Obama Pushing Shooters Off Public Lands

Officials worried about dog walkers "freaking out" near shooting ranges.

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Gun owners who have historically been able to use public lands for target practice would be barred from potentially millions of acres under new rules drafted by the Interior Department, the first major move by the Obama administration to impose limits on firearms.

Officials say the administration is concerned about the potential clash between gun owners and encroaching urban populations who like to use same land for hiking and dog walking.

"It's not so much a safety issue. It's a social conflict issue," said Frank Jenks, a natural resource specialist with Interior's Bureau of Land Management, which oversees 245 million acres. He adds that urbanites "freak out" when they hear shooting on public lands. [Read about the subpoena issued as a result of Operation Fast and Furious.]

If the draft policy is finally approved, some public access to Bureau lands to hunters would also be limited, potentially reducing areas deer, elk, and bear hunters can use in the West.

Conservationists and hunting groups, however, are mounting a fight. One elite group of conservationists that advises Interior and Agriculture is already pushing BLM to junk the regulations, claiming that shooters are being held to a much higher safety standard than other users of public lands, such as ATV riders.

"They are just trying to make it so difficult for recreational shooters," said Gary Kania, vice president of the Congressional Sportsmen's Foundation. His group is one of several, including the National Wildlife Foundation, Cabela's and Ducks Unlimited, on the Wildlife and Hunting Heritage Conservation Council fighting the new rules. During a two-day meeting ending this afternoon, they are drafting their own changes to the BLM rules.

"What we probably are going to be looking forward to is a reversal," said Kania. Asked about how to handle people who freak out when they hear shots on public lands, Kania said, "I don't know how to quanitify 'freaking out,'" and noted that he's seen people panicing when fly fishing in float tubes but nobody wants to ban then from rivers.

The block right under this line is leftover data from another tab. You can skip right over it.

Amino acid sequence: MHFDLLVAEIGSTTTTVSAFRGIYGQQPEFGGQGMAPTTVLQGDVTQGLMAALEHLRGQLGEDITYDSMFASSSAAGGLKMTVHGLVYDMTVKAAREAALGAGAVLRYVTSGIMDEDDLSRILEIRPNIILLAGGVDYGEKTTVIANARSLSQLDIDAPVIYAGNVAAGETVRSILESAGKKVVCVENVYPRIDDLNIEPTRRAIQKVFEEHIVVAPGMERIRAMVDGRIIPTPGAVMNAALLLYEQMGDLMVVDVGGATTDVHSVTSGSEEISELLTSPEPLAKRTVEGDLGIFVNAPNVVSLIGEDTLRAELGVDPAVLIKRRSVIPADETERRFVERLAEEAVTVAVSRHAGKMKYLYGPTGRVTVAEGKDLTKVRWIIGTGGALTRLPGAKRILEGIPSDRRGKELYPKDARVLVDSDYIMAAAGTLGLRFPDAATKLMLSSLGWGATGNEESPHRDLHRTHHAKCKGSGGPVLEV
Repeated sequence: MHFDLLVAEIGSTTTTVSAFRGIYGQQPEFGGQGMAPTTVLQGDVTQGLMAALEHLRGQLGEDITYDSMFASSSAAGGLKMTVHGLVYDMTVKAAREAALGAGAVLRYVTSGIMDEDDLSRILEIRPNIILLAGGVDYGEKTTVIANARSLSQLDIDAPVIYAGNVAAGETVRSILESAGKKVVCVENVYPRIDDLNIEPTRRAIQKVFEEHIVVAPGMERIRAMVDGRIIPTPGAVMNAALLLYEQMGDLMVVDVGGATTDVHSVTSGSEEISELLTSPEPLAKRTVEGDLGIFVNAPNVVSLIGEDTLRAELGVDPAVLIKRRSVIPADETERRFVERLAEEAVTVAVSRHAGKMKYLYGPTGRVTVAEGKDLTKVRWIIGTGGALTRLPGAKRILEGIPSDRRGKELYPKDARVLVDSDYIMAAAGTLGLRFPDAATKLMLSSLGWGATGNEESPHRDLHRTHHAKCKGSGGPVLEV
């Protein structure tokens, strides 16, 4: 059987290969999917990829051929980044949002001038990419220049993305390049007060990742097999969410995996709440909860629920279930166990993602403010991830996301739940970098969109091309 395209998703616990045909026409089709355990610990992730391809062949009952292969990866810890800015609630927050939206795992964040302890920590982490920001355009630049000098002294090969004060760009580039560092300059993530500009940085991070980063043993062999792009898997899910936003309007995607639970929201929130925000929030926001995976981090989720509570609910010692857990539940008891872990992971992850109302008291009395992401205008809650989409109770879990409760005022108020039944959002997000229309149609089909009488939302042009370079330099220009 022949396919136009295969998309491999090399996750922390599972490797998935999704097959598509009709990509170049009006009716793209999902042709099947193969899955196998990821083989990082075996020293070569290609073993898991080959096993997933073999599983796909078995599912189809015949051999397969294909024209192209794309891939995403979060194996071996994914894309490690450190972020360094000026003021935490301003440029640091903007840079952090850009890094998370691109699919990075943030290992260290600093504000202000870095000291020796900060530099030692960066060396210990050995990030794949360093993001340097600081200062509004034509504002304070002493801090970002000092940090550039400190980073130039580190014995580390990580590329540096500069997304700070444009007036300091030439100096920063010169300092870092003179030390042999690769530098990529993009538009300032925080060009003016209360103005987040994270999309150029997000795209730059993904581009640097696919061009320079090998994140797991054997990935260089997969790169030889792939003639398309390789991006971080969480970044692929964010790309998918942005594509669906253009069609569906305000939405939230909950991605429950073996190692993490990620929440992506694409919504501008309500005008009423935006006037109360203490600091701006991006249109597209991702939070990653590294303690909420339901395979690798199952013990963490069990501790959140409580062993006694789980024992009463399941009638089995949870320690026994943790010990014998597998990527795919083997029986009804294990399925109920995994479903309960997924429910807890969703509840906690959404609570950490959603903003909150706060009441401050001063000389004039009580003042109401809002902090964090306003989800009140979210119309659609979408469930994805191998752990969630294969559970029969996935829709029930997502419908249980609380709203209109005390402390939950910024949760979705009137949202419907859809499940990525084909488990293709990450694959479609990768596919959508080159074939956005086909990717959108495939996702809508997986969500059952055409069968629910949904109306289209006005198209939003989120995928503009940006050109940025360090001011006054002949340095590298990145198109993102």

BLM actually invited the fight, seeking the council's comments. But officials suggested to Whispers that no changes are being planned to the draft regulations.

Over five pages, the draft BLM regulations raise concerns about how shooting can cause a "public disturbance." They also raise worries about how shooting and shooters can hurt plants and litter public lands.

This is the key paragraph foes say could lead to shooters being kicked off public lands:

"When the authorized officer determines that a site or area on BLM-managed lands used on a regular basis for recreational shooting is creating public disturbance, or is creating risk to other persons on public lands; is contributing to the defacement, removal or destruction of natural features, native plants, cultural resources, historic structures or government and/or private property; is facilitating or creating a condition of littering, refuse accumulation and abandoned personal property is violating existing use restrictions, closure and restriction orders, or supplementary rules notices, and reasonable attempts to reduce or eliminate the violations by the BLM have been unsuccessful, the authorized officer will close the affected area to recreational shooting." [Check out new  Debate Club about  whether Congress needs to overhaul gun trafficking laws.]

Squeezing out shooters, says the draft policy, is needed because, "As the West has become more populated, recreational shooters now often find themselves in conflict with other public lands users, and the BLM is frequently called on to mediate these conflicts."

At yesterday's meeting at Interior, the council balked at the BLM draft regulations, adding that the Obama administration was not being fair to shooters on the issue of safety.

In a draft retort to BLM, the council said other users of public land aren't required to be as safe as shooters. They note that shooters have a much lower injury rate than others, like ATV users. "The policy fails to recognize that recreational shooting has one of the lowest incidences of death and injury compared to virtually any other outdoor recreational activity. The policy is prejudicial and discriminatory to target shooters as compared to other recreationists," said the council's draft response, expected to be finalized today.

What's more, the group charged that the BLM is acting in a contradictory fashion, encouraging the shooting sports while limiting shooting areas.

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